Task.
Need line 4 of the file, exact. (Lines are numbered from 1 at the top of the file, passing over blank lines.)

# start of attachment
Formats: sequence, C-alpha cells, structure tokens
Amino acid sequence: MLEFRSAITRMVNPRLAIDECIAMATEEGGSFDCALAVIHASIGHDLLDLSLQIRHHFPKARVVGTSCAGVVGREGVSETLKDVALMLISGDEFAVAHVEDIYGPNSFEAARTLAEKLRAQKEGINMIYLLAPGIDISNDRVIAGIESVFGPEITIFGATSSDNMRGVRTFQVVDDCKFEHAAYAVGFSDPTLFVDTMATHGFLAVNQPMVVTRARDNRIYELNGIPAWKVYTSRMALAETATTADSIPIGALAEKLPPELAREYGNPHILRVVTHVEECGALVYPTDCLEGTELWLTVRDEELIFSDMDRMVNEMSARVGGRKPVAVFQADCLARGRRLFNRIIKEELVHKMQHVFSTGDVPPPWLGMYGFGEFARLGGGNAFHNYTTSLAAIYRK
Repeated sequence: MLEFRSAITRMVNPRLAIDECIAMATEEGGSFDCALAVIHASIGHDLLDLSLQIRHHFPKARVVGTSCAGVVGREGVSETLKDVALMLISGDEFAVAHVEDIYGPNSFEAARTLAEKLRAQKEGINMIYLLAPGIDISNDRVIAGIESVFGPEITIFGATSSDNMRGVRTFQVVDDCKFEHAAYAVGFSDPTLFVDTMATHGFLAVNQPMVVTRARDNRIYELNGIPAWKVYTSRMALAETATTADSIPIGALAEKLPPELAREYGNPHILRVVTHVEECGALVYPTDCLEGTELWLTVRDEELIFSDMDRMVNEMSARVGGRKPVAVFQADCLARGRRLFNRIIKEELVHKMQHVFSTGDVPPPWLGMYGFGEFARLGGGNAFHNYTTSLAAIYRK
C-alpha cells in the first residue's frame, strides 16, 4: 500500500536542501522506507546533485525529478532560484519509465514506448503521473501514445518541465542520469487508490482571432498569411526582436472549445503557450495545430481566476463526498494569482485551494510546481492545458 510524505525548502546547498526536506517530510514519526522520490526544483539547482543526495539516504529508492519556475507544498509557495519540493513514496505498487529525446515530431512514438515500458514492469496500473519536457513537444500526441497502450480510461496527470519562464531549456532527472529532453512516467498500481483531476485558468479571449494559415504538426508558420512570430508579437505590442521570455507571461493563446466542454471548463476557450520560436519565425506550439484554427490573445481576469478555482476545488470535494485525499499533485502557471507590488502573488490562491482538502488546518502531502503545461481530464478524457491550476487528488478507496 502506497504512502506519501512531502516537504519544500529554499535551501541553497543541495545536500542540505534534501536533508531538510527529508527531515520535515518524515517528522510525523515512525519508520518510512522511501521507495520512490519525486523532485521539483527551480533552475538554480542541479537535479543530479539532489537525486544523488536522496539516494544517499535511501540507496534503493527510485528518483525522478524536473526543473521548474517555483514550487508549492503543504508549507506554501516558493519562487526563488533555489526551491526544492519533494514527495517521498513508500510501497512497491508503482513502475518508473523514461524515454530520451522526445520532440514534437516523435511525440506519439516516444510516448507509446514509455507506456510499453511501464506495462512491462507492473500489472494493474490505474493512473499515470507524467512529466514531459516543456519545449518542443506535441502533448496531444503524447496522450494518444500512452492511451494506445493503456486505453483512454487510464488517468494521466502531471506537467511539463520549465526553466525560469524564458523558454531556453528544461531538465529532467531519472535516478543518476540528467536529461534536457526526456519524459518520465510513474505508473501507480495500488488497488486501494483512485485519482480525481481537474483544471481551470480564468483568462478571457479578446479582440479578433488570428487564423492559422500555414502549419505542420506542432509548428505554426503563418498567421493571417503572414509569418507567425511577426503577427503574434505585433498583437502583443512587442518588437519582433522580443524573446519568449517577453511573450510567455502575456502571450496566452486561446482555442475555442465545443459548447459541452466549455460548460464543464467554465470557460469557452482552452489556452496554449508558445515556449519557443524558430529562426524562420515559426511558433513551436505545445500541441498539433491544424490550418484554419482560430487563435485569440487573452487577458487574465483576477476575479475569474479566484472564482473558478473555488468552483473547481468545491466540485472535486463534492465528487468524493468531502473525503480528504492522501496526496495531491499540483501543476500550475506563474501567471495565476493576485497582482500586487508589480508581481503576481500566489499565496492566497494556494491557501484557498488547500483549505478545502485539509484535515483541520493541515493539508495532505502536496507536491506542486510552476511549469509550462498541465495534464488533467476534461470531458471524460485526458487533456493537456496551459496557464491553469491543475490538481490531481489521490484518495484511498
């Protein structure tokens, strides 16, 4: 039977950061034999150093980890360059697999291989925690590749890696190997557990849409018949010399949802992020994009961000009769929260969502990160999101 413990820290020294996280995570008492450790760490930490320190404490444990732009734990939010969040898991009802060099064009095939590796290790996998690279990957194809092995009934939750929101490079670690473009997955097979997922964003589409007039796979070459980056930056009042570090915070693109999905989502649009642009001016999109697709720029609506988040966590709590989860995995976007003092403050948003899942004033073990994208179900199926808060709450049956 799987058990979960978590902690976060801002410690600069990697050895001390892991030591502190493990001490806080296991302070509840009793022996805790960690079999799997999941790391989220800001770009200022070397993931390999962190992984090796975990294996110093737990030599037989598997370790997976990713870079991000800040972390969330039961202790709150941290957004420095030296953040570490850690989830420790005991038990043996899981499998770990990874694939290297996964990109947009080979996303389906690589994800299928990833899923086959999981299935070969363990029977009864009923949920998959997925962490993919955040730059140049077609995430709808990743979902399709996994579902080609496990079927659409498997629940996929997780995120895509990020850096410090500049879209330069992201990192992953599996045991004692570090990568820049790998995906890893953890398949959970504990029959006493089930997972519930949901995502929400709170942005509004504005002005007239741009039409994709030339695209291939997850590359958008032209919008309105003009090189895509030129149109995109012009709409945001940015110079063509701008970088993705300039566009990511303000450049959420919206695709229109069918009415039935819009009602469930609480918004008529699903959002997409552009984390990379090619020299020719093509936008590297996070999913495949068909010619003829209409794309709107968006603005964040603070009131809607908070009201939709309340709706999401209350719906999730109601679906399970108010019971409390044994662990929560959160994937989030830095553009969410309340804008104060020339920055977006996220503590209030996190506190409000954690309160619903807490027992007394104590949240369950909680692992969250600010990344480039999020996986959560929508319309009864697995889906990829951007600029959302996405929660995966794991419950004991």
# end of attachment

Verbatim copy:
C-alpha cells in the first residue's frame, strides 16, 4: 500500500536542501522506507546533485525529478532560484519509465514506448503521473501514445518541465542520469487508490482571432498569411526582436472549445503557450495545430481566476463526498494569482485551494510546481492545458 510524505525548502546547498526536506517530510514519526522520490526544483539547482543526495539516504529508492519556475507544498509557495519540493513514496505498487529525446515530431512514438515500458514492469496500473519536457513537444500526441497502450480510461496527470519562464531549456532527472529532453512516467498500481483531476485558468479571449494559415504538426508558420512570430508579437505590442521570455507571461493563446466542454471548463476557450520560436519565425506550439484554427490573445481576469478555482476545488470535494485525499499533485502557471507590488502573488490562491482538502488546518502531502503545461481530464478524457491550476487528488478507496 502506497504512502506519501512531502516537504519544500529554499535551501541553497543541495545536500542540505534534501536533508531538510527529508527531515520535515518524515517528522510525523515512525519508520518510512522511501521507495520512490519525486523532485521539483527551480533552475538554480542541479537535479543530479539532489537525486544523488536522496539516494544517499535511501540507496534503493527510485528518483525522478524536473526543473521548474517555483514550487508549492503543504508549507506554501516558493519562487526563488533555489526551491526544492519533494514527495517521498513508500510501497512497491508503482513502475518508473523514461524515454530520451522526445520532440514534437516523435511525440506519439516516444510516448507509446514509455507506456510499453511501464506495462512491462507492473500489472494493474490505474493512473499515470507524467512529466514531459516543456519545449518542443506535441502533448496531444503524447496522450494518444500512452492511451494506445493503456486505453483512454487510464488517468494521466502531471506537467511539463520549465526553466525560469524564458523558454531556453528544461531538465529532467531519472535516478543518476540528467536529461534536457526526456519524459518520465510513474505508473501507480495500488488497488486501494483512485485519482480525481481537474483544471481551470480564468483568462478571457479578446479582440479578433488570428487564423492559422500555414502549419505542420506542432509548428505554426503563418498567421493571417503572414509569418507567425511577426503577427503574434505585433498583437502583443512587442518588437519582433522580443524573446519568449517577453511573450510567455502575456502571450496566452486561446482555442475555442465545443459548447459541452466549455460548460464543464467554465470557460469557452482552452489556452496554449508558445515556449519557443524558430529562426524562420515559426511558433513551436505545445500541441498539433491544424490550418484554419482560430487563435485569440487573452487577458487574465483576477476575479475569474479566484472564482473558478473555488468552483473547481468545491466540485472535486463534492465528487468524493468531502473525503480528504492522501496526496495531491499540483501543476500550475506563474501567471495565476493576485497582482500586487508589480508581481503576481500566489499565496492566497494556494491557501484557498488547500483549505478545502485539509484535515483541520493541515493539508495532505502536496507536491506542486510552476511549469509550462498541465495534464488533467476534461470531458471524460485526458487533456493537456496551459496557464491553469491543475490538481490531481489521490484518495484511498